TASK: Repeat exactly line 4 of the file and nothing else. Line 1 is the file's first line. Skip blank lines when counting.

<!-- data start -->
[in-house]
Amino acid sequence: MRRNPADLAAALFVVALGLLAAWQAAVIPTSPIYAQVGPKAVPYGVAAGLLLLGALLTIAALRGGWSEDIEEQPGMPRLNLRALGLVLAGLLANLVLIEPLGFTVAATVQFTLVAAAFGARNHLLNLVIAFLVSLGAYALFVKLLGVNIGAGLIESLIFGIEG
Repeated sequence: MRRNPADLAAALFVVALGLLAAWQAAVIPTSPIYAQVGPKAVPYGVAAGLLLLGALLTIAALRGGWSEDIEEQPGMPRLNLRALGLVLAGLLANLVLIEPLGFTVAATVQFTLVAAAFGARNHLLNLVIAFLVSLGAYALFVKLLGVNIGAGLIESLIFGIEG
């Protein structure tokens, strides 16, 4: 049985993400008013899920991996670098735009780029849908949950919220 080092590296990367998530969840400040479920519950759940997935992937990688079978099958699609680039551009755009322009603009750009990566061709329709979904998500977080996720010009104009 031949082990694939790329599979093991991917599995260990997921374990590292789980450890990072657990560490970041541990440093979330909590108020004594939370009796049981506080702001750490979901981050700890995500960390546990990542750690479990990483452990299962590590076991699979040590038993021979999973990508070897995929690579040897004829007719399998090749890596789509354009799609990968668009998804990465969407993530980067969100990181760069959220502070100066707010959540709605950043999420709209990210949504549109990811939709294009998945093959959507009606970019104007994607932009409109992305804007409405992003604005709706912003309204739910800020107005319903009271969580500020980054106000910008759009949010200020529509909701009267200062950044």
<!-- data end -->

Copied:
């Protein structure tokens, strides 16, 4: 049985993400008013899920991996670098735009780029849908949950919220 080092590296990367998530969840400040479920519950759940997935992937990688079978099958699609680039551009755009322009603009750009990566061709329709979904998500977080996720010009104009 031949082990694939790329599979093991991917599995260990997921374990590292789980450890990072657990560490970041541990440093979330909590108020004594939370009796049981506080702001750490979901981050700890995500960390546990990542750690479990990483452990299962590590076991699979040590038993021979999973990508070897995929690579040897004829007719399998090749890596789509354009799609990968668009998804990465969407993530980067969100990181760069959220502070100066707010959540709605950043999420709209990210949504549109990811939709294009998945093959959507009606970019104007994607932009409109992305804007409405992003604005709706912003309204739910800020107005319903009271969580500020980054106000910008759009949010200020529509909701009267200062950044």